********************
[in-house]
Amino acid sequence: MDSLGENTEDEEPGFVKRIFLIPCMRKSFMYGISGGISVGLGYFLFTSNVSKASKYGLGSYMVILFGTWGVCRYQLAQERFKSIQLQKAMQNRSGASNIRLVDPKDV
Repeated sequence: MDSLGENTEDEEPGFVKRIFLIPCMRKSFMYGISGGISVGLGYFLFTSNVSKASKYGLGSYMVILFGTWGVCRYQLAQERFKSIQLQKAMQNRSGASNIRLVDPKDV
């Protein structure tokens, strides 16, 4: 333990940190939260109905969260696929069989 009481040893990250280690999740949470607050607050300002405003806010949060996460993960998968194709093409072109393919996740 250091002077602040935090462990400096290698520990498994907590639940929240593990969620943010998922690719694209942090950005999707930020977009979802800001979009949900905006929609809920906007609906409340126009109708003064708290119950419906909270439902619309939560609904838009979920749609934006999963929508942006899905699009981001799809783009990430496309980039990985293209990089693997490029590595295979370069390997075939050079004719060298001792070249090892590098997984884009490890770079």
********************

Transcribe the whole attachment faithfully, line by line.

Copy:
[in-house]
Amino acid sequence: MDSLGENTEDEEPGFVKRIFLIPCMRKSFMYGISGGISVGLGYFLFTSNVSKASKYGLGSYMVILFGTWGVCRYQLAQERFKSIQLQKAMQNRSGASNIRLVDPKDV
Repeated sequence: MDSLGENTEDEEPGFVKRIFLIPCMRKSFMYGISGGISVGLGYFLFTSNVSKASKYGLGSYMVILFGTWGVCRYQLAQERFKSIQLQKAMQNRSGASNIRLVDPKDV
């Protein structure tokens, strides 16, 4: 333990940190939260109905969260696929069989 009481040893990250280690999740949470607050607050300002405003806010949060996460993960998968194709093409072109393919996740 250091002077602040935090462990400096290698520990498994907590639940929240593990969620943010998922690719694209942090950005999707930020977009979802800001979009949900905006929609809920906007609906409340126009109708003064708290119950419906909270439902619309939560609904838009979920749609934006999963929508942006899905699009981001799809783009990430496309980039990985293209990089693997490029590595295979370069390997075939050079004719060298001792070249090892590098997984884009490890770079």